Next morning we set out to Paterna, a nearby town to find a webcam from a friend since mine didn’t work properly. We detailed the plan on the short trip; there wasn’t time for much and most of the features we wanted had to be stripped down or completely removed. We set the most realistic times possible, knowing that any overhead would have to take part of our sleep.
How did we plan the features? Just like in real life we were making a product that had to compel people. So we knew that 20% of the product would attract 80% of the attention and we decided to focus on that. We set on the most visually attractive features, the things that would clearly show on stage for the jury and the people.
We created a damn huge helmet
Most of the other teams made mobile apps as local news were advertising it as an “app contest”. We built a space helmet that included a HUD, 360 degrees cameras on top with a finger tracking technology, a monitoring system with Arduino and some Engineering sugar: leds and EL wire.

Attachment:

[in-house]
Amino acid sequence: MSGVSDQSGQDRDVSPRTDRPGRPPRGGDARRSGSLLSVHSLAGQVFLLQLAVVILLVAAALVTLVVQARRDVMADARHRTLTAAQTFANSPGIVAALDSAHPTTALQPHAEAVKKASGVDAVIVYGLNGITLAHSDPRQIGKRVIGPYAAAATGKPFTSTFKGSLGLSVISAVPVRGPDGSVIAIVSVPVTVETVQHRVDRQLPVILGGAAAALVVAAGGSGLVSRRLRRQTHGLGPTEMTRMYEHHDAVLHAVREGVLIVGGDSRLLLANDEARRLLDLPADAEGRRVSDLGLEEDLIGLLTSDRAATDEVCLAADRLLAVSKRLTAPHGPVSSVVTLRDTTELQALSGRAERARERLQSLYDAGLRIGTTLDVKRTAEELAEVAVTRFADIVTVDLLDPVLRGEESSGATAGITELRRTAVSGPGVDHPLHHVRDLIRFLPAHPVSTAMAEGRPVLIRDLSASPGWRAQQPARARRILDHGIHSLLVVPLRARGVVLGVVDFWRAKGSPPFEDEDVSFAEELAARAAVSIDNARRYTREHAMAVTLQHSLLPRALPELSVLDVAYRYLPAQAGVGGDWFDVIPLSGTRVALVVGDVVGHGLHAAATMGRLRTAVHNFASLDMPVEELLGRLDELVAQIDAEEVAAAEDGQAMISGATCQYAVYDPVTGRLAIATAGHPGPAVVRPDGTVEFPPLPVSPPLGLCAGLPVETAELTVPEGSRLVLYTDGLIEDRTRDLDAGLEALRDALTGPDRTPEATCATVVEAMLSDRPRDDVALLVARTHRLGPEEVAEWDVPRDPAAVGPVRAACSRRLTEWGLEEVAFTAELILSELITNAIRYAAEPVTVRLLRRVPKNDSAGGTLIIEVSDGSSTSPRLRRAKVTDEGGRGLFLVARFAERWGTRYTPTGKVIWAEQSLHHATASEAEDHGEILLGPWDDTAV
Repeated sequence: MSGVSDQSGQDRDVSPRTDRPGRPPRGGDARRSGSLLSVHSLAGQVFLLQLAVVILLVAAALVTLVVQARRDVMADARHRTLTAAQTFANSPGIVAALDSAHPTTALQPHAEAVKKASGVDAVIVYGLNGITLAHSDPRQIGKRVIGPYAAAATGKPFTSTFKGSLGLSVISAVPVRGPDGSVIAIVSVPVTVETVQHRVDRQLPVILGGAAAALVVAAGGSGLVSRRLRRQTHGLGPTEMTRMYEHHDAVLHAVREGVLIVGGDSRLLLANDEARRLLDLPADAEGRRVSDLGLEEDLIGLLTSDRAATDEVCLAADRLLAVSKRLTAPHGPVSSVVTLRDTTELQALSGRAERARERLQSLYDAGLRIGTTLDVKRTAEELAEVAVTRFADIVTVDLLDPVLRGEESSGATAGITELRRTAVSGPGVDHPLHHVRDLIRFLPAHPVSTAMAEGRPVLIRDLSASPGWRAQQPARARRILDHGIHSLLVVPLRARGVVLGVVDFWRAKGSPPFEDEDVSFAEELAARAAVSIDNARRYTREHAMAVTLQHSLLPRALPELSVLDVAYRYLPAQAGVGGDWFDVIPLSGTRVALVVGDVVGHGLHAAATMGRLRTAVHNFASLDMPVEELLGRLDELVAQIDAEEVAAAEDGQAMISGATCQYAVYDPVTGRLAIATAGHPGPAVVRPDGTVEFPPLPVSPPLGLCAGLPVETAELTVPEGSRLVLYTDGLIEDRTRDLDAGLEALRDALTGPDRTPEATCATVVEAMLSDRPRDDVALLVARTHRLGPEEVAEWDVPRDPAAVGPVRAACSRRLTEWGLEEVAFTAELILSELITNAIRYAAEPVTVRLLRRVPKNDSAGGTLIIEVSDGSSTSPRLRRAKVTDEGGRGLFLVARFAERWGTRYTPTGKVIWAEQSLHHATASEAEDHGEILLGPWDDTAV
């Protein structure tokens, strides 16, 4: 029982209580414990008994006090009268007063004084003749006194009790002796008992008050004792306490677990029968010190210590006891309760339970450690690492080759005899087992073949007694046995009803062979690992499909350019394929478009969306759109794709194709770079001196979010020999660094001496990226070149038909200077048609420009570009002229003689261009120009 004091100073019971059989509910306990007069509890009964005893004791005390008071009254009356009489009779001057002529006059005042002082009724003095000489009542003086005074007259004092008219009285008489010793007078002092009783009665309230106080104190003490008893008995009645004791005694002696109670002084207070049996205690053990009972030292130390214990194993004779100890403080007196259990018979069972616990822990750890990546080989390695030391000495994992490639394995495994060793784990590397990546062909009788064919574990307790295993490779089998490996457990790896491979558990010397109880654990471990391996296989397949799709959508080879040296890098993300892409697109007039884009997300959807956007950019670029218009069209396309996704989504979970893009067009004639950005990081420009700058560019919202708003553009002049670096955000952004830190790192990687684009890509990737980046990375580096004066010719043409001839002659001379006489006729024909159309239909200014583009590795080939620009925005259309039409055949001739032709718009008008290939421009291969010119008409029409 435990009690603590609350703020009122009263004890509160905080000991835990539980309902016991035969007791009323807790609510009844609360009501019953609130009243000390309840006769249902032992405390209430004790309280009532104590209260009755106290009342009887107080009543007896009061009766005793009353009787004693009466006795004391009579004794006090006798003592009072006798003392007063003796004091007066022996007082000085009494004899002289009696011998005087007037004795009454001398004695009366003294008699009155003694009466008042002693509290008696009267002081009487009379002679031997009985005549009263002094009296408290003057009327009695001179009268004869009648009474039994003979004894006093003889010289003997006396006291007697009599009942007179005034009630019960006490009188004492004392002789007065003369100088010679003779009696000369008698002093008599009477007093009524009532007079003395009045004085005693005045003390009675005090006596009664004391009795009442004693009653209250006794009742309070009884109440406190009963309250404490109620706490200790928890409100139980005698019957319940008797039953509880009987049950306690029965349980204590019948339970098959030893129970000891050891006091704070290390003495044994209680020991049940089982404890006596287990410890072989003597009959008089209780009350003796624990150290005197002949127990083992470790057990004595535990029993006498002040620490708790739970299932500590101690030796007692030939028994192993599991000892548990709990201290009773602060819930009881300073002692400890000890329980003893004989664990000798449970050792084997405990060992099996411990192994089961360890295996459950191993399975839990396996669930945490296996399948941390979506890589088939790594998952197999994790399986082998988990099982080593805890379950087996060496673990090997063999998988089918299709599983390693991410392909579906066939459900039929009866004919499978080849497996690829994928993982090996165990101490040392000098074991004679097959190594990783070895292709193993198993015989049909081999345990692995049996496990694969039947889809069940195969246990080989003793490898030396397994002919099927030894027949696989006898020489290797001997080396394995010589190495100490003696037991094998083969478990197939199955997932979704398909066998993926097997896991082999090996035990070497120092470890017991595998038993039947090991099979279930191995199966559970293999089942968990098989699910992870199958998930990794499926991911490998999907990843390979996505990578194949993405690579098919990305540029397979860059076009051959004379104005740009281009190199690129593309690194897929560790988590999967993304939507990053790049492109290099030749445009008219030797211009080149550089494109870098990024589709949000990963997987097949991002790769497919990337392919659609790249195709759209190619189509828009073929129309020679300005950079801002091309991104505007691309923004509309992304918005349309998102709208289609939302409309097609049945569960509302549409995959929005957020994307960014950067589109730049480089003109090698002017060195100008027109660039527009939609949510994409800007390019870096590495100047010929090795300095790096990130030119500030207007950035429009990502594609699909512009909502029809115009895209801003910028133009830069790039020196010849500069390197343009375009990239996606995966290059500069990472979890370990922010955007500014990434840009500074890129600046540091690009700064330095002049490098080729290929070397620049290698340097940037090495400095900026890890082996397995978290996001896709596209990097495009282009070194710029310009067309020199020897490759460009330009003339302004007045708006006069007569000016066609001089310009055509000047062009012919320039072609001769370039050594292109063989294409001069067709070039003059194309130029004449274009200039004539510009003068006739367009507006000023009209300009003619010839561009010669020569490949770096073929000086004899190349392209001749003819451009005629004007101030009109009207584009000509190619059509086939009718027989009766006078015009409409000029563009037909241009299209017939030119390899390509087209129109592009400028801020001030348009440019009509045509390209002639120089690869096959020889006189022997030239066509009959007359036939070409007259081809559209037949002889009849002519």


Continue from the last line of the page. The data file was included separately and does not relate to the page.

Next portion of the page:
While building it in Workether, a now-closed great collaborative space, everyone would get around to check it out and ask questions about it. We got the technology working during the Saturday, with me focusing mainly on the software and Juan Carlos on the hardware. There were a couple of nice-to-have things that we had initially planned but couldn’t make them work on time.
I spent the rest of the Sunday’s finishing the programs and making sure no last-minute technical problems could arise while Juan Carlos prepared the presentation.